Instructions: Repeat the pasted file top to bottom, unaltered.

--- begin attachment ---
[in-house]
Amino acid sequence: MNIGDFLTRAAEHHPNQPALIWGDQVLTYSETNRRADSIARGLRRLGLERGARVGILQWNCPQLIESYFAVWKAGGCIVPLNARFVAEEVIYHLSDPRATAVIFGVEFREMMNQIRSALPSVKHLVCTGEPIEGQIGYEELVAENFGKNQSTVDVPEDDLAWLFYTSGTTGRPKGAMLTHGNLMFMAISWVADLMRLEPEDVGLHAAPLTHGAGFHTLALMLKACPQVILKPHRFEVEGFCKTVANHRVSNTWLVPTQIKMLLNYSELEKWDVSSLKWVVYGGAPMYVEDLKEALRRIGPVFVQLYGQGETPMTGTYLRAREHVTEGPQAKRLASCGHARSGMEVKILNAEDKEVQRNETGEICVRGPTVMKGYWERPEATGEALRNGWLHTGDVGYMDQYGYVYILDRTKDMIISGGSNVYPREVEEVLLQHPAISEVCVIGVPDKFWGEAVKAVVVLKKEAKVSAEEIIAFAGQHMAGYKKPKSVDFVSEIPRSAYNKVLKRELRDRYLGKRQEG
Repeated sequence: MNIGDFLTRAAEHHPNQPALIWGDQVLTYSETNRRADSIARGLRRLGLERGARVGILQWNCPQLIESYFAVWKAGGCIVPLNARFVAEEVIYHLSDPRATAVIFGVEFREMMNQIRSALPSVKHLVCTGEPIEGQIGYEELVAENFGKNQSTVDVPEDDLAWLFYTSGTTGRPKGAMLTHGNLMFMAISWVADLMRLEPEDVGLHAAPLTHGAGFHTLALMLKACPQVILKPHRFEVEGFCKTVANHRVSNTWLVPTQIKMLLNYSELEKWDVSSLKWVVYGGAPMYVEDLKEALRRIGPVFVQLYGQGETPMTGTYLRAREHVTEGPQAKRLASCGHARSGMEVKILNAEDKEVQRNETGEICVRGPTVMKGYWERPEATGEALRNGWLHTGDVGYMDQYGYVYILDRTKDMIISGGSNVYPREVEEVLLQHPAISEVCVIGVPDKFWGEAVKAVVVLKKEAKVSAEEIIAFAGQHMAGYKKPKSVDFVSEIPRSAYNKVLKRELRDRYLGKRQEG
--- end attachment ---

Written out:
[in-house]
Amino acid sequence: MNIGDFLTRAAEHHPNQPALIWGDQVLTYSETNRRADSIARGLRRLGLERGARVGILQWNCPQLIESYFAVWKAGGCIVPLNARFVAEEVIYHLSDPRATAVIFGVEFREMMNQIRSALPSVKHLVCTGEPIEGQIGYEELVAENFGKNQSTVDVPEDDLAWLFYTSGTTGRPKGAMLTHGNLMFMAISWVADLMRLEPEDVGLHAAPLTHGAGFHTLALMLKACPQVILKPHRFEVEGFCKTVANHRVSNTWLVPTQIKMLLNYSELEKWDVSSLKWVVYGGAPMYVEDLKEALRRIGPVFVQLYGQGETPMTGTYLRAREHVTEGPQAKRLASCGHARSGMEVKILNAEDKEVQRNETGEICVRGPTVMKGYWERPEATGEALRNGWLHTGDVGYMDQYGYVYILDRTKDMIISGGSNVYPREVEEVLLQHPAISEVCVIGVPDKFWGEAVKAVVVLKKEAKVSAEEIIAFAGQHMAGYKKPKSVDFVSEIPRSAYNKVLKRELRDRYLGKRQEG
Repeated sequence: MNIGDFLTRAAEHHPNQPALIWGDQVLTYSETNRRADSIARGLRRLGLERGARVGILQWNCPQLIESYFAVWKAGGCIVPLNARFVAEEVIYHLSDPRATAVIFGVEFREMMNQIRSALPSVKHLVCTGEPIEGQIGYEELVAENFGKNQSTVDVPEDDLAWLFYTSGTTGRPKGAMLTHGNLMFMAISWVADLMRLEPEDVGLHAAPLTHGAGFHTLALMLKACPQVILKPHRFEVEGFCKTVANHRVSNTWLVPTQIKMLLNYSELEKWDVSSLKWVVYGGAPMYVEDLKEALRRIGPVFVQLYGQGETPMTGTYLRAREHVTEGPQAKRLASCGHARSGMEVKILNAEDKEVQRNETGEICVRGPTVMKGYWERPEATGEALRNGWLHTGDVGYMDQYGYVYILDRTKDMIISGGSNVYPREVEEVLLQHPAISEVCVIGVPDKFWGEAVKAVVVLKKEAKVSAEEIIAFAGQHMAGYKKPKSVDFVSEIPRSAYNKVLKRELRDRYLGKRQEG